2) “I am a fisher of men.” The Reverend Dr. McStuffed-Shirt encountered one of his less-than-faithful parishioners returning from a day’s fishing and engaged him in conversation. “Ah, Brother Jones,” he began in his best preaching tone, “You are a fine fisherman, but I am a fisher of men.” Jones, determined to get home after a long day, replied, “So I have heard. But I was passing your Church last Sunday, looked in the window, and noticed you had not caught too many…”
3) Priest Plays Hooky:The pastor was a fisherman, but he hadn’t fished in months. One perfect Sunday morning he couldn’t resist. He called up his associate priest and claimed he had laryngitis. The priest then headed out to his favorite spot. The hook hadn’t been in the water five minutes before he got a strike and landed the biggest fish he had ever caught – although he had seen bigger ones caught by others. A half hour later, he caught the biggest fish he had ever seen. Another forty-five minutes later he landed a fish that broke the world record. All this time St. Peter and God have been watching the priest from Heaven. St. Peter turns to God, and says, “How can you reward this priest? He lied. He doesn’t observe the Sunday obligation.” — God smiled at St. Peter, and replied, “I am punishing him.” St. Peter was confused, so God continued, “Well, after he finishes, to whom can he tell his story?”
4) Walking on water: Three ministers were out in a boat on a lake fishing one fine afternoon, a Protestant minister, an Episcopalian priest and a newly-arrived Catholic priest. They were sitting out in the middle of the lake and the Protestant minister said he had to relieve himself, so he got out of the boat and walked across the water to shore, relieved himself behind a tree. Then walked back to the boat. The Episcopalian priest did the same thing. The Catholic priest thought to himself, if they can do it, so can I. So, he stepped out of the boat and started sinking. After saving him and bringing him back on the boat one minister commented: “We should have told him where the rocks are under the water!”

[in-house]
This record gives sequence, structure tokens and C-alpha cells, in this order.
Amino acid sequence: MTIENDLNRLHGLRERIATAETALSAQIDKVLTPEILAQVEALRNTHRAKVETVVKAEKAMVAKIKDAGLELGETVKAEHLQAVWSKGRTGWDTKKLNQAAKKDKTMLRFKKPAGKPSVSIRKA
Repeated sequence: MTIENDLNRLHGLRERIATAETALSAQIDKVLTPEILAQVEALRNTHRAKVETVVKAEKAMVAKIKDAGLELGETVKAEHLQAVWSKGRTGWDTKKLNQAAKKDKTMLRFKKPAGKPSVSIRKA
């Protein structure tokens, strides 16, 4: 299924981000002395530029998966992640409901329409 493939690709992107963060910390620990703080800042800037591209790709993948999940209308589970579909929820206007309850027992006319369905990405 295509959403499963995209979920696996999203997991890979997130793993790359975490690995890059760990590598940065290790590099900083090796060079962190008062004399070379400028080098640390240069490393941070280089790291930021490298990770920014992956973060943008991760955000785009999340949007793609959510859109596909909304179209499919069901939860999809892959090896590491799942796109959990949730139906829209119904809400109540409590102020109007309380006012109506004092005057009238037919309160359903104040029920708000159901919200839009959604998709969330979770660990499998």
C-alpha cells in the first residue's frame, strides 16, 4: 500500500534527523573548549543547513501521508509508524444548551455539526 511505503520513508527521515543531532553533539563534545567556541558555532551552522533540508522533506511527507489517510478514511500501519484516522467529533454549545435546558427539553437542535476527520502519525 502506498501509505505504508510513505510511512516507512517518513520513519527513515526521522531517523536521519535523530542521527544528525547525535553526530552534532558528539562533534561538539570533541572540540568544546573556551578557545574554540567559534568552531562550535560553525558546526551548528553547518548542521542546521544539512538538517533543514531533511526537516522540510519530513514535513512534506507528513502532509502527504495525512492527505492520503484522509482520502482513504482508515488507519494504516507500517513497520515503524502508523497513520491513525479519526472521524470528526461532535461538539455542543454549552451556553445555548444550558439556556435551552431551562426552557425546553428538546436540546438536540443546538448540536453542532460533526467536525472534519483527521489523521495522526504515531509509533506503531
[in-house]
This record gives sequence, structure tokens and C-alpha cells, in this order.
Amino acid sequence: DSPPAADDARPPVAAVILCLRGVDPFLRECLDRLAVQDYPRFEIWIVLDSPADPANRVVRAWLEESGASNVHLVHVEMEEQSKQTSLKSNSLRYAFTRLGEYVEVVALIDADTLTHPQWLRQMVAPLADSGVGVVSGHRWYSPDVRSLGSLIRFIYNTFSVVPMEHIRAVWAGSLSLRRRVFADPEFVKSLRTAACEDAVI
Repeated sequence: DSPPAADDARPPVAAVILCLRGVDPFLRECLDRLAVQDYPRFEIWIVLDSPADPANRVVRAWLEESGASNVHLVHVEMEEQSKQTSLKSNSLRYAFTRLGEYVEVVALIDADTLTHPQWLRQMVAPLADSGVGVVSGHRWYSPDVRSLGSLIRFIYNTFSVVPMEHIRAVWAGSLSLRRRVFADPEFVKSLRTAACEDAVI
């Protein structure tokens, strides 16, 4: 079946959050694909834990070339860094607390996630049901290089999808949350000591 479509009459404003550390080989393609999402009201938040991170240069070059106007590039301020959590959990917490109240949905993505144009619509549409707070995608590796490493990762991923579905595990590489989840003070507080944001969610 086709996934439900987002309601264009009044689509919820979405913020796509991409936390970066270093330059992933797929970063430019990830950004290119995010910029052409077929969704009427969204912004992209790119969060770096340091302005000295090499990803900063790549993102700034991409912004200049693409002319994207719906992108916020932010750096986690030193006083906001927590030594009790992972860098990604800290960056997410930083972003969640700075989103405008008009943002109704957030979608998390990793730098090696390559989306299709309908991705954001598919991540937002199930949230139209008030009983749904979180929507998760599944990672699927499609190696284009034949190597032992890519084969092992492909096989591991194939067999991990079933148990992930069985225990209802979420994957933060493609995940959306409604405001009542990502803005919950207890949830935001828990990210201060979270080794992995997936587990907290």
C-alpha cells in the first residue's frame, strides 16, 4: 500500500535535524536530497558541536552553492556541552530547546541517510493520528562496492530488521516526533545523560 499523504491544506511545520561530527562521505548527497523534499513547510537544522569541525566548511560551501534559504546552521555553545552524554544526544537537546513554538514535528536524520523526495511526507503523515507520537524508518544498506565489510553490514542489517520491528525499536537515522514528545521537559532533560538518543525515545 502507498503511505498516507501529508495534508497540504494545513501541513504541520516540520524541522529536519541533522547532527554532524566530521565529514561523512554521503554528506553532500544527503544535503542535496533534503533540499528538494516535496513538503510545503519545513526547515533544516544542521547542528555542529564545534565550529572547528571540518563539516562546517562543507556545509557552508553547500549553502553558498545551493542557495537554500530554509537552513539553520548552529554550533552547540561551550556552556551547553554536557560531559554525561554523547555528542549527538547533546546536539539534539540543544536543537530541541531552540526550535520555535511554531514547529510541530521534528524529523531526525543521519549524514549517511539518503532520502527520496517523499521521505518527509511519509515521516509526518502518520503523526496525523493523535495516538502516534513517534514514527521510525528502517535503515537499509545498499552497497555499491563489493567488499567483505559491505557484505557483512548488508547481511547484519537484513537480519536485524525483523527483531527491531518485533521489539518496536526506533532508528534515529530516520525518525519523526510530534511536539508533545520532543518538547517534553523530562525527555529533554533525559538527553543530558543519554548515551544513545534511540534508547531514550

Fr. Tony started his homily ministry (Scriptural Homilies) in 2003 while he was the chaplain at Sacred Heart residence, applying his scientific methodology to the homily ministry. By word of mouth, it spread to hundreds of priests and Deacons, finally reaching Vatican Radio website (http://www.vaticannews.va/en/church.html). Fr. Tony’s homilies reach nearly 3000 priests and Deacons by direct email every week.